I truly don’t know that we’re ever going to see another Batman movie. It would be purely that [Christopher Nolan] would need to find a story that was good enough. and if he couldn’t find that it wouldn’t happen.
The prevailing rumor has been that Nolan’s original plan called for The Joker to feature heavily in a third film’s plot, but with the passing of Heath Ledger, whom won an Academy Award for the role, those plans came to a halt. Nolan is reluctant to recast the role, understandably, and so he is left without a story idea he likes.
While Bale is under contract for a third film, Nolan is not. So I hate to break the news to Bale, but, yes, we will indeed see a third film. As Box Office Mojo shows, The Dark Knight grossed $533,345,358 domestic, and $468,576,467 internationally for a total of $1,001,921,825 on a $185 million dollar budget. There is no way there will not be a third Batman film, and it will indeed star Bale unless he finds a way to weasel out of his contract. The only reason I don’t think there has been any official word on it yet is that Warner Brothers wants to have an official refusal from Nolan as there is no reason to break up a successful team if they don’t have to.
The only other problem right now is Nolan’s latest project, Inception, which is due for release on July 16, 2010. With pre-production time, there is no way Nolan would be ready to shoot a third Batman until 2011, meaning that the film would be released in summer 2012 at the earliest, a full 4 years since The Dark Knight.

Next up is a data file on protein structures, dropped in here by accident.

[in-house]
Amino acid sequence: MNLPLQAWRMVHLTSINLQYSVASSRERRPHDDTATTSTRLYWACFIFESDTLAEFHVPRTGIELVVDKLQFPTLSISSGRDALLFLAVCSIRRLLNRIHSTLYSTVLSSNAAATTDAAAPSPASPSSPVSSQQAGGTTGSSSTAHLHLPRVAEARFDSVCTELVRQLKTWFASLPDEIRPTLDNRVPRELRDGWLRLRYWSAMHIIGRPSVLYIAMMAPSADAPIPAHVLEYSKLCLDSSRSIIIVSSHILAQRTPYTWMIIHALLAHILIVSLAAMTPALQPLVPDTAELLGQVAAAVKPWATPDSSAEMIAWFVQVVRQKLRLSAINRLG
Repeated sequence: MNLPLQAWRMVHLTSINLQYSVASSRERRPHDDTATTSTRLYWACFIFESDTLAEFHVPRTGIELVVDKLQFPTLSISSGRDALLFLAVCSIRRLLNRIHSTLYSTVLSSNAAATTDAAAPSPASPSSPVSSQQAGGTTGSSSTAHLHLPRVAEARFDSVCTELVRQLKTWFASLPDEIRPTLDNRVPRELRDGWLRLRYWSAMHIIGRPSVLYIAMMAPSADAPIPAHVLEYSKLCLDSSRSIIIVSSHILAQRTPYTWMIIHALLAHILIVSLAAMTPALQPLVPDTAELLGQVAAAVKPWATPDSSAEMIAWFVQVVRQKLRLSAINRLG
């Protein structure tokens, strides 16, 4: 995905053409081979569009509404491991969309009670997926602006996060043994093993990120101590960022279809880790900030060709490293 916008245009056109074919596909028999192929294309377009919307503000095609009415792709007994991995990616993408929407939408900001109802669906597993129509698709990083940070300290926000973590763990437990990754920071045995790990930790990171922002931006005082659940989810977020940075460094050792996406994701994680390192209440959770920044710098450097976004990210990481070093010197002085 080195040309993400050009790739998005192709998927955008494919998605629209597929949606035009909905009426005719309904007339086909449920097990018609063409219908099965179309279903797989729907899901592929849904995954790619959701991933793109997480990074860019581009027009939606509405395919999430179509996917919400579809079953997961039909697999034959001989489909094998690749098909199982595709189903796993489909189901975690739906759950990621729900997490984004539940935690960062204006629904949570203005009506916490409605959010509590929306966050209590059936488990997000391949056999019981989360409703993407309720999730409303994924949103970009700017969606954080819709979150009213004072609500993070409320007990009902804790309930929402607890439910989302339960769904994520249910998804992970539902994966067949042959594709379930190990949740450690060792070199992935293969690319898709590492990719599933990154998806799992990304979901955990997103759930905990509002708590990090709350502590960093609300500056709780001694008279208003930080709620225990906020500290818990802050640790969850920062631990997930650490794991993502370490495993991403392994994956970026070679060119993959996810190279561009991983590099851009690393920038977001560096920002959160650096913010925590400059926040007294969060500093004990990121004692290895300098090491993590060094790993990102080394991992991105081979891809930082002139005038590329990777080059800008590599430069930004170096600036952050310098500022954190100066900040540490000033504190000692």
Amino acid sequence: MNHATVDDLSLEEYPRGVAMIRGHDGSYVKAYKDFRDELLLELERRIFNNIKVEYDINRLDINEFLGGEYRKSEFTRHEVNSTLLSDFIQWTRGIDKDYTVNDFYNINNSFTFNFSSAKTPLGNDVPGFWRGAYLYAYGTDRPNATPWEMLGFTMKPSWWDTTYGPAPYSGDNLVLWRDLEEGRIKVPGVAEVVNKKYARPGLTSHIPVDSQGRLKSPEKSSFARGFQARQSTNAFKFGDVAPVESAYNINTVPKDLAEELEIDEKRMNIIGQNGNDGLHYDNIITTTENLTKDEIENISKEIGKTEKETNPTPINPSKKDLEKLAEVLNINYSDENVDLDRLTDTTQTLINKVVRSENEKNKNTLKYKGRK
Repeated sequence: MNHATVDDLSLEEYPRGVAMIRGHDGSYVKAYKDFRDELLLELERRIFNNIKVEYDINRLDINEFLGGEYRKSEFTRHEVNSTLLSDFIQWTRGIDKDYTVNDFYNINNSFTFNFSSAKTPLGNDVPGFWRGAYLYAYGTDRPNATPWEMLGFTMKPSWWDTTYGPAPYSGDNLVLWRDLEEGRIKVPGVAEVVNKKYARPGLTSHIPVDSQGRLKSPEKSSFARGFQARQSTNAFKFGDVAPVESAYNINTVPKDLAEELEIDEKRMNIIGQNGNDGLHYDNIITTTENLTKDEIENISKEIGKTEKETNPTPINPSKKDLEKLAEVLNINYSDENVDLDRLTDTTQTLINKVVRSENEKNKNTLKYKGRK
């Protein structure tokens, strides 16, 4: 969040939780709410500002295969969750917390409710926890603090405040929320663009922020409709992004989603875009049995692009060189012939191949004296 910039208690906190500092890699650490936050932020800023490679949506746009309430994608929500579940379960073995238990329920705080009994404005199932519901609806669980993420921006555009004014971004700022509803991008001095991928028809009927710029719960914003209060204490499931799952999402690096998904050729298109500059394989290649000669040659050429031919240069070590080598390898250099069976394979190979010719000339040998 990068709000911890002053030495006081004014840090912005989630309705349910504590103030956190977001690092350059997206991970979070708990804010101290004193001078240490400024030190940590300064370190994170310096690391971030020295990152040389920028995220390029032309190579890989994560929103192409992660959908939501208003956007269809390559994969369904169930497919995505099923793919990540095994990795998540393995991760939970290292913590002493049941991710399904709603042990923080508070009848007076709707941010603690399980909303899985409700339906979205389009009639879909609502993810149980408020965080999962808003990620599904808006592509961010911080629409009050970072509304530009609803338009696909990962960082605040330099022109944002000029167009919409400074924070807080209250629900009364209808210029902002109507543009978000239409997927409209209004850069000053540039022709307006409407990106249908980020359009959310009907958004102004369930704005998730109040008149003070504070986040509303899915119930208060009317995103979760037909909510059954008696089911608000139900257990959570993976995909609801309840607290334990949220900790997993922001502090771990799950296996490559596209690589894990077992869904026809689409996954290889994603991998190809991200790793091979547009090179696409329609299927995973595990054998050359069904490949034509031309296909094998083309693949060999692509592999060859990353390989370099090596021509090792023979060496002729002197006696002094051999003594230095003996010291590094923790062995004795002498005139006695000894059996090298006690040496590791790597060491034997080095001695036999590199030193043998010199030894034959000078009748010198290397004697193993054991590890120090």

This is an interesting parallel between the last series of Batman films and this one. After Batman Returns, both Michael Keaton and Tim Burton walked away from the series, and we were award with Batman Forever and Batman & Robin being directed by Joel Schumacher. I don’t think I have to remind any one just how badly that turned out. So there is a definite precedent with this character of the fact you shouldn’t mess with success.
I think there are a ton of story ideas that could work for the third film, and they could fit in perfectly with what we were left with at the end of The Dark Knight, as weall as the more realistic world Batman inhabits in these films. One of my regular readers named Jack made an excellent argument in the comments of my post about The Dark Knight passing $1 billion box office for a “Hunt the Batman” motif. He was a fugitive at the end of the third film, why not make the Batman himself the “villain” of the third film even as he attempts to save the city from itself? Could Bruce Wayne continue to reason that saving a city that wants his head is really worth it?
Another friend of mine even suggested how they could use the well-known villain The Penguin without it being over the top. These films have set up a large mob syndicate operates in Gotham, why not make him the new mob guy who moves in to town and just happens to like wearing tuxedos? This would lead to him being called “The Penguin” in crime circles, and you could keep the bird motif of the character. No need for him to be the mutated freak he is usually shown as.
There are a lot of possabilities still out there, and hopefully Nolan will reconsider once he has some more space between himself and the second film.